Sunday, April 5, 2009

Round-Up: April 5

Here is a round-up of today's blog posts - and for previous posts, check out the Bestiaria Latina Blog archives. You can keep up with the latest posts by using the RSS feed, or you might prefer to subscribe by email.

HODIE: Nonae Apriles, which is also the festival of Fortuna Publica. You can add a Roman calendar as a widget in your blog or webpage, or display it as a Google Calendar: here's how.

TODAY'S PODCAST:

Heri Hodie Cras Podcast: Today's audio podcast is Fabula: De Hirundine et Aliis Aviculis, the story of the foolish birds who did not listen to the wise swallow's advice.

TODAY'S PROVERBS:

You can get access to all the proverb of the day scripts (also available as random proverb scripts) at the SchoolhouseWidgets.com website.

Proverbiis Pipilo: You can see my Twitter feed of Latin proverbs which I "tweet" while I am online each day (in English, too). Here's one for all teachers and students: Numquam satis discitur (English: You can never learn enough).

Audio Latin Proverb of the Day: Today's audio Latin proverb is Sicut oves in medio luporum (English: Like sheep in the midst of wolves). To read a brief essay about this proverb and to listen to the audio, visit the Latin Via Proverbs blog.

Proverbium Perbreve of the Day: Today's two-word proverb is Nuces relinque (English: Put aside the nuts - which is not about dieting, but instead about putting aside games and getting down to serious business; you can read more in the entry for nuces here).

Proverbium Breve of the Day: Today's three-word proverb is Nemo effugit futurum (English: No one escapes what is to be; of course, our English word "future" is from the Latin future active participle, "what-will-be," futurum).

Vulgate Verse of the Day: Today's verse is Omnis arbor quae non facit fructum bonum exciditur et in ignem mittitur (Matt. 3:10). For a translation, check out the polyglot Bible, in English, Hebrew, Latin and Greek, at the Sacred Texts Archive online.

Latin Animal Proverb of the Day: Today's animal proverb is Non facile est taurum visa retinere iuvenca (English: It's no easy thing to hold back the bull once the heifer has been seen - with visa iuvenca being a great example of the delightful Latin ablative absolute).

Proper Name Proverb of the Day: Today's proper name proverb is Et in Arcadia ego (there's a marvelous Wikipedia article exploring the long history and significance of this Latin phrase).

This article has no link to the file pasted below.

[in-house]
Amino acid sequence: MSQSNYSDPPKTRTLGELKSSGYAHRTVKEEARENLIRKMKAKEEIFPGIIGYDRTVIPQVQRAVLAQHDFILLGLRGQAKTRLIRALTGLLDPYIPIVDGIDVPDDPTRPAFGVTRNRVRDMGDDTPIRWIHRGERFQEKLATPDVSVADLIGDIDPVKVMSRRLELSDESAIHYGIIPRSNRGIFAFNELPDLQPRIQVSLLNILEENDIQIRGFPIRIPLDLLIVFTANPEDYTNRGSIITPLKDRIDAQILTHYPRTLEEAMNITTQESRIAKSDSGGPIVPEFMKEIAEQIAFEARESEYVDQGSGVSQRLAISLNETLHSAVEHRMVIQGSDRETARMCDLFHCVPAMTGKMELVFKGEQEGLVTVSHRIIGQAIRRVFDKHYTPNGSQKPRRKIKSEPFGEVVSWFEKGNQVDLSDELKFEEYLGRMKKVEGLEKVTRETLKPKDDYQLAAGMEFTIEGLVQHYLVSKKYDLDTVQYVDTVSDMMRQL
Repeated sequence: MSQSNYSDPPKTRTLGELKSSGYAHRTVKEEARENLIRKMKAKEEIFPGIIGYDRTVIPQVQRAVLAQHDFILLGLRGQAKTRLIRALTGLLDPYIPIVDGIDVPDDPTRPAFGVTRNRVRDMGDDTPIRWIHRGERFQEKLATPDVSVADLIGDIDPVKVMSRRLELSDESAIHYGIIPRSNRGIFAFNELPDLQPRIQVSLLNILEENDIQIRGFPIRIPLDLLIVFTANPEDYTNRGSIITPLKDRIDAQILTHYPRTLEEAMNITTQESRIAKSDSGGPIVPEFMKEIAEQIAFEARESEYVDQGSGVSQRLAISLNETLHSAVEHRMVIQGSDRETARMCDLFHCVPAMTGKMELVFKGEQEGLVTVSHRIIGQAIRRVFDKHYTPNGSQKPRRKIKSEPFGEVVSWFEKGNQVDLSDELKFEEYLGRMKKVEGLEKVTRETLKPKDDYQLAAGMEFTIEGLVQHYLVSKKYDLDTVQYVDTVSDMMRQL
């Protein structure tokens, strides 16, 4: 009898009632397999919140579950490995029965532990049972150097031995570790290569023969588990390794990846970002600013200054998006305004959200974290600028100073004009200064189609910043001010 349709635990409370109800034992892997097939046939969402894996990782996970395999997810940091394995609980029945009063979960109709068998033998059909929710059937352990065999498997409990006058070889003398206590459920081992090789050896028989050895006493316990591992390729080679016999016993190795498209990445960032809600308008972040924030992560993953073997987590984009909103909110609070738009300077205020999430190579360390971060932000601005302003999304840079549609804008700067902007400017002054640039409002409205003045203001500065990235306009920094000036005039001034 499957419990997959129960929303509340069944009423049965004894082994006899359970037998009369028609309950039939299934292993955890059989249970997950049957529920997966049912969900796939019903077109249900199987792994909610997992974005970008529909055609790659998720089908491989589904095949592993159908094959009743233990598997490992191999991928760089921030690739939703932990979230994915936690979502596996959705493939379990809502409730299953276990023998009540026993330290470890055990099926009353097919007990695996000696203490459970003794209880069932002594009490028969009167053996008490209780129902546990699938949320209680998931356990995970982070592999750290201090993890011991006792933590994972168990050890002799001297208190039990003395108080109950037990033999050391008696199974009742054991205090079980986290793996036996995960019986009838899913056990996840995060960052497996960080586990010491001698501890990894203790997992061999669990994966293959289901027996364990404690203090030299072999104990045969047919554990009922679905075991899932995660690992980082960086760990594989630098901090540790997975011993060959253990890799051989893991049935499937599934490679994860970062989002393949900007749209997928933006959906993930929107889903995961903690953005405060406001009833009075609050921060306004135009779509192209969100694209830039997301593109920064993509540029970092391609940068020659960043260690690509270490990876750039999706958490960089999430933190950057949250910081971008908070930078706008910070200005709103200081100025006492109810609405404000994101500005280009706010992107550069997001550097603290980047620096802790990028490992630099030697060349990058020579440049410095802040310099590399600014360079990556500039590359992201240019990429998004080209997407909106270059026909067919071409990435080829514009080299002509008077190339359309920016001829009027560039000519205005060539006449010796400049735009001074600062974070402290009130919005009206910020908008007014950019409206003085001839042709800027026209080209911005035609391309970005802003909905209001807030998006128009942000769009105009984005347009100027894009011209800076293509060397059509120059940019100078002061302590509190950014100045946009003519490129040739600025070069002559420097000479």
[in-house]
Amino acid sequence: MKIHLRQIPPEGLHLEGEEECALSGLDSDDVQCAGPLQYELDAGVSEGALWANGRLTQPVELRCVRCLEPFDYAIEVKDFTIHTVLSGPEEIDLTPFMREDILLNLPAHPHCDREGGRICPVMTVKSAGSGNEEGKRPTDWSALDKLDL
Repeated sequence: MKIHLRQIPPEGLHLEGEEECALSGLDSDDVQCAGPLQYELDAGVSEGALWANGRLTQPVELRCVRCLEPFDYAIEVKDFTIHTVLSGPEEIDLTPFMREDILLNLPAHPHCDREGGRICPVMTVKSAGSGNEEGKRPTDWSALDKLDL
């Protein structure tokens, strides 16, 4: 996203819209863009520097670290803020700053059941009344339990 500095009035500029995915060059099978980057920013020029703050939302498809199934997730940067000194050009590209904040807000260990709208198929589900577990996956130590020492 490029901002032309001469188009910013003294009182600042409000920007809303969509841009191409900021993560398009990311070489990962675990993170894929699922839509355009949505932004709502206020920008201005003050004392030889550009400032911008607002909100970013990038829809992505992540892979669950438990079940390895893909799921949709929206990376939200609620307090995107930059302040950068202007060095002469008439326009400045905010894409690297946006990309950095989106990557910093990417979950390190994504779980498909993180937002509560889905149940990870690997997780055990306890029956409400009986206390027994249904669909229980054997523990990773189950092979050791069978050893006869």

Greek Proverb of the Day: Today's proverb is Ἀγροίκου μὴ καταφρόνει ῥήτορος (English: Don't look down on the rural orator). If you look at the Greek Proverb of the Day widget, you'll see it comes with a Latin translation, too.

TODAY'S FABLES:

Aesopus Ning: Fables with Macrons: By popular request, I'm marking up the fables from Barlow's Aesop with macrons. So, today's fable with macrons is Fābula 1: Dē Leaenā et Vulpe, the story of the debate between the fox and the lioness.

Fable of the Day: Today's fable of the day from Barlow's Aesop is DE EQUO ET LEONE (the horse who saw through the lion's scheme). You can use the Javascript to include the fable of the day automatically each day on your webpage or blog - meanwhile, to find out more about today's fable, visit the Ning Resource Page for this fable, where you will find links to the text, commentary, and a discussion board for questions and comments.

Latin Via Fables: Simplified Fables: I'm now presenting the "Barlow Aesop" collection, fable by fable, in a SIMPLIFIED version (same story, but in simpler sentences) - with a SLIDESHOW presentation to go along with it, too. Today's Simplified fable is De Herinaceis Viperas Hospites Eiicientibus, the story of the evil hedgehogs as house-guests, whom Barlow has depicted here as porcupines:




Aesop's Fables in Latin now available at Amazon.com.

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